The theater is closed Tuesday, but has a David Bowie tribute on Wednesday with Labyrinth; the 7pm show has already sold out but there are likely still tickets for the 9:30pm. Then, on Thursday, they have a special screening of Forks Over Knives, with the documentary preceded by a meet & greet and book signing with Rip Esselstyn.

  • The Coolidge Corner Theatre re-opens Youth on Friday so that it's around as they pay tribute to co-star Jane Fonda, who will be there for a screening and Q&A at the 12pm show on Sunday. That will, in fact, be the only movie they show all day, as they make ready for An Evening with Jane Fonda at 8pm that night, where she will receive the annual Coolidge Award. Later in the week, Nine to Five screens on Wednesday.

    In other special presentations, they wrap up their Tarantino midnights with From Dusk Til Dawn on Friday and Saturday, screening it on 35mm. They also celebrate Groundhog Day on Tuesday by screening the movie with screenwriter Daniel Rubin on-hand for Q&A afterward.

  • The Harvard Film Archive has two new programs this week, with professor Sarah Keller introducing some early films by Jean Epstein on Friday - 6½ x 11 & "His Head" at 7pm and The Faithful Heart at 9:30pm. As these are early enough to be silent, Robert Humphreville will be providing musical accompaniment; the first two are presented on 35mm and the last on video. They'll stick to French legends on Saturday and Sunday, with all eight episodes of Jacques Rivette's Out 1 screening over two days. That's nearly 13 hours' worth, and if folks need to tap out, they will be re-run next weekend. It bumps the 35mm "Innocence Abroad" screening of The Roman Spring of Mrs. Stone to Monday evening.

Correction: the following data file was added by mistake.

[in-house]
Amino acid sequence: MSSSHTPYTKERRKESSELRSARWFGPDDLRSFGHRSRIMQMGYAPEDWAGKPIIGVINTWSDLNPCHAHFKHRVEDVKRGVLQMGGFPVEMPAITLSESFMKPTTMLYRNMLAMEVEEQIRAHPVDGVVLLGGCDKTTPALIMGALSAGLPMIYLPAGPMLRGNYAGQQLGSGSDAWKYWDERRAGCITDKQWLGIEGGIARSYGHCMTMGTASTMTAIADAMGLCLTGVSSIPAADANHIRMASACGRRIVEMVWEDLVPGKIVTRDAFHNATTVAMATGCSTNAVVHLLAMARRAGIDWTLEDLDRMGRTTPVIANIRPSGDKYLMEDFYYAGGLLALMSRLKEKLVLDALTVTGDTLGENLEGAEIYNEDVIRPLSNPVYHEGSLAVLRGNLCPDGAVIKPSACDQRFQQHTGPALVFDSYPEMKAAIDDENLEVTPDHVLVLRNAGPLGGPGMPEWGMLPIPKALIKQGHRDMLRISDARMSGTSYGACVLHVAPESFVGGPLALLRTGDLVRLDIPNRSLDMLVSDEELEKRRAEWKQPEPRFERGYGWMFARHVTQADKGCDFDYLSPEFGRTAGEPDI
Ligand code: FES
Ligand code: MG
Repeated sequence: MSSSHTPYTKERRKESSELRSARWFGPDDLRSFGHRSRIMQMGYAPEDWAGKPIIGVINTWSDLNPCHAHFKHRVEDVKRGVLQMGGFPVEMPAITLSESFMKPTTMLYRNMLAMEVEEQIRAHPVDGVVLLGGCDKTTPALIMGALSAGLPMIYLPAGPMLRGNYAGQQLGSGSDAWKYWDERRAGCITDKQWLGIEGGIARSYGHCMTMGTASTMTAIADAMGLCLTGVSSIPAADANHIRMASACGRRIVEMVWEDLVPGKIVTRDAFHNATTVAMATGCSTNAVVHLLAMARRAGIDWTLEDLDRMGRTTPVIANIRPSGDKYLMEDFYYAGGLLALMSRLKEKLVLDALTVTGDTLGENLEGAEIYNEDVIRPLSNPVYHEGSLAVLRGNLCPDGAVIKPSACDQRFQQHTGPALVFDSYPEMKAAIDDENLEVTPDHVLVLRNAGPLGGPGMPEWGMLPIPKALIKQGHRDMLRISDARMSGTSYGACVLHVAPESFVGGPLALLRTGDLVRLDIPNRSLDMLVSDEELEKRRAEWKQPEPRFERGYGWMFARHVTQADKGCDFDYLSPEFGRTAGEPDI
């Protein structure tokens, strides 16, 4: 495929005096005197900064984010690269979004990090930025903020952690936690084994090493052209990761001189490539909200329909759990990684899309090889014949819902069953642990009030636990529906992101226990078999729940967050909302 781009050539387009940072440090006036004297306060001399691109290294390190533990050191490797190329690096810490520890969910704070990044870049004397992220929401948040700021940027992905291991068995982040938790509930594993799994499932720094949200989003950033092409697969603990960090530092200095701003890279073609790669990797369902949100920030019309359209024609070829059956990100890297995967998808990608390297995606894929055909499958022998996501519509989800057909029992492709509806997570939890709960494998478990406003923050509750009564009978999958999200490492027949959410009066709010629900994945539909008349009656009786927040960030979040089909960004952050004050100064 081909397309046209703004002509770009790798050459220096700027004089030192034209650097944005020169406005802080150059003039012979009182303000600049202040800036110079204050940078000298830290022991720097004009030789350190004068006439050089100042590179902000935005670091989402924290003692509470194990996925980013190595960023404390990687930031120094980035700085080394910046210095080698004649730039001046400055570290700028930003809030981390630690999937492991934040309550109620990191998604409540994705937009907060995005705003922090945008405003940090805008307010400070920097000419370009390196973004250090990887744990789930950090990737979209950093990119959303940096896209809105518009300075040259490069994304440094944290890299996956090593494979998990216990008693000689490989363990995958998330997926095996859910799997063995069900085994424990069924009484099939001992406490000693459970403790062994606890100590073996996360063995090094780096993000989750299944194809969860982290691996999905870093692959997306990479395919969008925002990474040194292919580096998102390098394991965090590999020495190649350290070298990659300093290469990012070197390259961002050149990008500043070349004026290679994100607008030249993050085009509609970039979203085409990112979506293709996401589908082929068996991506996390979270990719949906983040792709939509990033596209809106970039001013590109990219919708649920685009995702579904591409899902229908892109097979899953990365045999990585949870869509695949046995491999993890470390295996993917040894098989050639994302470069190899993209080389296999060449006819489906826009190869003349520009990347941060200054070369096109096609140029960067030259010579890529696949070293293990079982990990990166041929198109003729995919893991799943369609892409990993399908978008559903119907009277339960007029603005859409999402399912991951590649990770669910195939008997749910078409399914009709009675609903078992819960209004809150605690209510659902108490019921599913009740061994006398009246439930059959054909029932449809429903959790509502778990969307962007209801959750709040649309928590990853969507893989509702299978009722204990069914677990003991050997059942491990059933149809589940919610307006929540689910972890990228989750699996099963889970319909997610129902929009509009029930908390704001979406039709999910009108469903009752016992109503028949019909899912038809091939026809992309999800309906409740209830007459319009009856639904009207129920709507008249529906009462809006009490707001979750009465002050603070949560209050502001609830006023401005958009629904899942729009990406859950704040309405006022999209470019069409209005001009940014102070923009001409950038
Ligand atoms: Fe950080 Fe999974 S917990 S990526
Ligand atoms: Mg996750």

• The Museum of Fine Arts finishes this year's Boston Festival of Films from Iran with 316 (Friday/Sunday), Melbourne (Friday/Saturday), Atomic Heart (Friday), and Avalanche (SaturdaySunday). They also start their February calendar with the king-sized River of Fundament, the latest from Matthew Barney which clocks in at nearly six hours in three acts ($22 for all three, $11 per) and stars Paul Giamatti, Maggie Gyllenhaal, and Ellen Brunstyn. All three acts play in order on Wednesday and Thursday.